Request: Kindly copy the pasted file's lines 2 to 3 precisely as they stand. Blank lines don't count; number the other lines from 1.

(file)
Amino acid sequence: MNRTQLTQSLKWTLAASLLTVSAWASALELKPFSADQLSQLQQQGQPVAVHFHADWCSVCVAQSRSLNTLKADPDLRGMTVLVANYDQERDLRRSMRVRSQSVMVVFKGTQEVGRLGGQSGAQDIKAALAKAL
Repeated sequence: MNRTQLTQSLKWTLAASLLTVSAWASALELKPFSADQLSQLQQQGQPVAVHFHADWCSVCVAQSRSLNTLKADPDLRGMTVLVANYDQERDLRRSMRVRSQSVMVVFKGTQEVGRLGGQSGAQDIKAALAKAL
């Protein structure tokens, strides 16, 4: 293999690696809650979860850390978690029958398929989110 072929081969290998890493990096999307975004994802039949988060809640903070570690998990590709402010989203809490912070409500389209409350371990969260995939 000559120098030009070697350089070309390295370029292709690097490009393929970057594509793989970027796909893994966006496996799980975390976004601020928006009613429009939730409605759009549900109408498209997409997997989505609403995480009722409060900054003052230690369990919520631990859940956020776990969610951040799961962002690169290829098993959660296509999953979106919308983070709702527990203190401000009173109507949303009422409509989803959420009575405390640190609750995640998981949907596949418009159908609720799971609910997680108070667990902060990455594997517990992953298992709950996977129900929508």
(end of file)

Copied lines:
Repeated sequence: MNRTQLTQSLKWTLAASLLTVSAWASALELKPFSADQLSQLQQQGQPVAVHFHADWCSVCVAQSRSLNTLKADPDLRGMTVLVANYDQERDLRRSMRVRSQSVMVVFKGTQEVGRLGGQSGAQDIKAALAKAL
């Protein structure tokens, strides 16, 4: 293999690696809650979860850390978690029958398929989110 072929081969290998890493990096999307975004994802039949988060809640903070570690998990590709402010989203809490912070409500389209409350371990969260995939 000559120098030009070697350089070309390295370029292709690097490009393929970057594509793989970027796909893994966006496996799980975390976004601020928006009613429009939730409605759009549900109408498209997409997997989505609403995480009722409060900054003052230690369990919520631990859940956020776990969610951040799961962002690169290829098993959660296509999953979106919308983070709702527990203190401000009173109507949303009422409509989803959420009575405390640190609750995640998981949907596949418009159908609720799971609910997680108070667990902060990455594997517990992953298992709950996977129900929508």